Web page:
Lithium, like the majority of chemical elements, can trace its origins back to astrophysical phenomena, but its point of genesis was unclear. Recently, a group of researchers detected enormous quantities of beryllium-7 — an unstable element which decays into lithium — inside nova V5668 Sgr, which suggests that novae are the main source of lithium in the galaxy.
On 27 April 2016, engineers unveiled the giant golden mirror of NASA’s James Webb Space Telescope as part of the integration and testing of the infrared telescope. The 6.5-metre mirror is composed of 18 segments the size of a coffee table. Each is made from beryllium, weighs about 46 pounds (20 kg) and coated with vaporised gold to reflect infrared light.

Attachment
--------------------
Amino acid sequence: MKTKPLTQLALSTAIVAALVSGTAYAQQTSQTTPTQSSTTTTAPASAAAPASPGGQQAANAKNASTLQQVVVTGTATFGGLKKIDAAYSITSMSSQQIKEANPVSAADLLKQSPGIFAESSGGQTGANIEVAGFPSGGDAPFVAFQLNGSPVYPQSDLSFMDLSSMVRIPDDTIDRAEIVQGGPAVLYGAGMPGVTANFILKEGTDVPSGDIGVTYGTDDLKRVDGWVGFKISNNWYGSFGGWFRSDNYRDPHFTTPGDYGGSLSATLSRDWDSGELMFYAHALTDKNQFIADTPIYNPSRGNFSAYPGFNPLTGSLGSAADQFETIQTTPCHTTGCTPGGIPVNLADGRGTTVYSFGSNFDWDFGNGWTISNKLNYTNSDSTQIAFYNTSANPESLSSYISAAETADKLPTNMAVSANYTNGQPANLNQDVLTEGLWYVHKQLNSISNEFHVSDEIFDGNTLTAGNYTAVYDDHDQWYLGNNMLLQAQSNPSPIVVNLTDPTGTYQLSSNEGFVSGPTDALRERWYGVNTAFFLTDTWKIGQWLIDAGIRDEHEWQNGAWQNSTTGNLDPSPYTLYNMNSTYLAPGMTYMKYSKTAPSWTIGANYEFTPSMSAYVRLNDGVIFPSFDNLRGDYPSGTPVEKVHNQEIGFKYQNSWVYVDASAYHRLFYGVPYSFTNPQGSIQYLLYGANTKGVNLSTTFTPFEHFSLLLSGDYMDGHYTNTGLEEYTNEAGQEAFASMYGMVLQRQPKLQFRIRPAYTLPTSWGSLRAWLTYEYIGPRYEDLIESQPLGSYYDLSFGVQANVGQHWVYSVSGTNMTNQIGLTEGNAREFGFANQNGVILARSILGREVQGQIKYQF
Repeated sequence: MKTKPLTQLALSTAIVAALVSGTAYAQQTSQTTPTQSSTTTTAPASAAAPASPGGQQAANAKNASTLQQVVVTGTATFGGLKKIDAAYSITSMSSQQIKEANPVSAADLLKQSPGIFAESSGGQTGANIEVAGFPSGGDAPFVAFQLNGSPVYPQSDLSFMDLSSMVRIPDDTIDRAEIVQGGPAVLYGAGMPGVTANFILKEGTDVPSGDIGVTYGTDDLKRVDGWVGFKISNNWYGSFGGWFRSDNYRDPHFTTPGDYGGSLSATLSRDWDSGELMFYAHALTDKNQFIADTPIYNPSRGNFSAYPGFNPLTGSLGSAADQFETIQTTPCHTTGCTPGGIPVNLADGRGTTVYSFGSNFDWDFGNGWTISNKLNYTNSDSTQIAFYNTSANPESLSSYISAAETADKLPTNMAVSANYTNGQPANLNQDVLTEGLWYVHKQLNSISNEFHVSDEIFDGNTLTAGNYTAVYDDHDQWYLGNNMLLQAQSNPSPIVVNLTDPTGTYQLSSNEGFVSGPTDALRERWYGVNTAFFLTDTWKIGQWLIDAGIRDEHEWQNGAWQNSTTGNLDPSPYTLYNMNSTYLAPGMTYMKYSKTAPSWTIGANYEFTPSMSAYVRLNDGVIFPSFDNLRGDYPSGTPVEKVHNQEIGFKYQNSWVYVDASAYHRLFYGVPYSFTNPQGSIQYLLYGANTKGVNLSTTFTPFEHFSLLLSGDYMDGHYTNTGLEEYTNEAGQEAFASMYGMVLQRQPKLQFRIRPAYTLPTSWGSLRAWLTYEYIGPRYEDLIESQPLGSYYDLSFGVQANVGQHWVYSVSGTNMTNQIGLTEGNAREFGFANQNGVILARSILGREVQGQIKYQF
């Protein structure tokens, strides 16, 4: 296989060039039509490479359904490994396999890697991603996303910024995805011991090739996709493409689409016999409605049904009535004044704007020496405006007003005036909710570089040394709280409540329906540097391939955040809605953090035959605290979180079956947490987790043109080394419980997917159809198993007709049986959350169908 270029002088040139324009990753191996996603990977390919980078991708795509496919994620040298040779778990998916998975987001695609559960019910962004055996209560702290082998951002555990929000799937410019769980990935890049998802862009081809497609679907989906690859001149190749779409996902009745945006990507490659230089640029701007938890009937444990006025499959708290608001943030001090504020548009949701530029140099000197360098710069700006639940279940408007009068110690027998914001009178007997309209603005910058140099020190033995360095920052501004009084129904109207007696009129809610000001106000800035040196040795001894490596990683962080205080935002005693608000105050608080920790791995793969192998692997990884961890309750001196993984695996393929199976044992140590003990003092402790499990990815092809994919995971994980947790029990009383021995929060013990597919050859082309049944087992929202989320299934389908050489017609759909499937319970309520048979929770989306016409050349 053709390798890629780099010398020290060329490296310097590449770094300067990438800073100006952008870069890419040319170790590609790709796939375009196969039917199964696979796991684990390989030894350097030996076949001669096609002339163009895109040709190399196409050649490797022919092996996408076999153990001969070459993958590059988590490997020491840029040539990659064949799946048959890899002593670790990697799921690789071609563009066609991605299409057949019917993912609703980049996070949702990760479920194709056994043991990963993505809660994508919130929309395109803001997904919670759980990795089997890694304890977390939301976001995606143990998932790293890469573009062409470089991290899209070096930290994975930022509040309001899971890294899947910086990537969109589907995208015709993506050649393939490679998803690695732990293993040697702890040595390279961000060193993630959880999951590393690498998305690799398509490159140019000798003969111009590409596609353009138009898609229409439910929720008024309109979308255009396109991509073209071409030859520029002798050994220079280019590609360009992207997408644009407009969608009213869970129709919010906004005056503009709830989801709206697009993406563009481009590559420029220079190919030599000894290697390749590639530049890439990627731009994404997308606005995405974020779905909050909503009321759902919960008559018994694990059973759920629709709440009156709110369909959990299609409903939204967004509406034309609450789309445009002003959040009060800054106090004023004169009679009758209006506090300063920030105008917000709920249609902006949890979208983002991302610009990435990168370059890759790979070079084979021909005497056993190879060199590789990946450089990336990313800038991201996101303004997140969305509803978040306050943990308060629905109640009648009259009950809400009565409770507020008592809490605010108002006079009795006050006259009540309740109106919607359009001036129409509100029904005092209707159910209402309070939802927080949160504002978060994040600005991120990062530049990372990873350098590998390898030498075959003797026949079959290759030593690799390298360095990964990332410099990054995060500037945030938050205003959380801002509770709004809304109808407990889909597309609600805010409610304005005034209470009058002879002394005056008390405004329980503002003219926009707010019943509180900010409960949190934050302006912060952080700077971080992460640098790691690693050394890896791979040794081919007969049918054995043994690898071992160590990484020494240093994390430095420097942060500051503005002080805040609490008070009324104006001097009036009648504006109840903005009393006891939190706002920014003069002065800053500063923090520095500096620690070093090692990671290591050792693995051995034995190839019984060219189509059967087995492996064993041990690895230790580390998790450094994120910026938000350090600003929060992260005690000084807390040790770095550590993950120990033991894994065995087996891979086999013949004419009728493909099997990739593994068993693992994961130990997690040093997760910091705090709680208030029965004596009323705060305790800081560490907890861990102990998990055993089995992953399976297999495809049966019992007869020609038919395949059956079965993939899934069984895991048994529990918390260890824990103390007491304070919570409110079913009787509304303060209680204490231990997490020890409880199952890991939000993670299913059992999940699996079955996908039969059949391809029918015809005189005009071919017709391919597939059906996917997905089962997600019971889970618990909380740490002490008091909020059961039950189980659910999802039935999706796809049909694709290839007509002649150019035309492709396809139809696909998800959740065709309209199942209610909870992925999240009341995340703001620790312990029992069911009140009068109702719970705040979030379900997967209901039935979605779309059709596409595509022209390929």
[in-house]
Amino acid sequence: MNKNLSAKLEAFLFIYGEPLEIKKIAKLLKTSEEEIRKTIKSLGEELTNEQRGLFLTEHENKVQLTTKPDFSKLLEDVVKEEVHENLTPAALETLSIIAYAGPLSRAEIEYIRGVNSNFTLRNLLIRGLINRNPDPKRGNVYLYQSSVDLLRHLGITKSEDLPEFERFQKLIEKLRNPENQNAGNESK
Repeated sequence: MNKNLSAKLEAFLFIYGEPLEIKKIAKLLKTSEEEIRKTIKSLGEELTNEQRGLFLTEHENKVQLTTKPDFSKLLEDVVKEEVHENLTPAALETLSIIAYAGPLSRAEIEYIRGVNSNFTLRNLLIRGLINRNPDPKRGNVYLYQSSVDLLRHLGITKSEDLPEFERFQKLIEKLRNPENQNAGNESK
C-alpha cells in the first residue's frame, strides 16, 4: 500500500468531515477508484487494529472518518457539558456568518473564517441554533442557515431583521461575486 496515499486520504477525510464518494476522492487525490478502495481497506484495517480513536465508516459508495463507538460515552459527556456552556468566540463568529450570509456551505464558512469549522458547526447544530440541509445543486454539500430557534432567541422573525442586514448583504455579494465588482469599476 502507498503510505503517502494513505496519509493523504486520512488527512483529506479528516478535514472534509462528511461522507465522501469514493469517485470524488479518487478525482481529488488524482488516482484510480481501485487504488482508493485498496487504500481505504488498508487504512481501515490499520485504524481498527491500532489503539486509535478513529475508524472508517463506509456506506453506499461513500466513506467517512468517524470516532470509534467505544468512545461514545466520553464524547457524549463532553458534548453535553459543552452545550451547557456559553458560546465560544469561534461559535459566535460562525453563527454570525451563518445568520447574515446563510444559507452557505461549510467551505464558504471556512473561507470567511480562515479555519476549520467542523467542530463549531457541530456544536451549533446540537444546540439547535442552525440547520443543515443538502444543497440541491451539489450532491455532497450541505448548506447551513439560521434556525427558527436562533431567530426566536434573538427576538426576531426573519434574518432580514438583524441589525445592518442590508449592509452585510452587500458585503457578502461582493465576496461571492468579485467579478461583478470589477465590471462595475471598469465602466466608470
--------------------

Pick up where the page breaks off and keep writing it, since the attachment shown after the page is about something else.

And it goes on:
The lightest few chemical elements formed minutes after the Big Bang. Most heavier elements in the periodic table are created by stars, either from internal nuclear fusion or in catastrophic explosions. New observations of a dwarf galaxy discovered last year show that the heaviest elements, such as gold and lead, are likely left over from rare collisions between two neutron stars.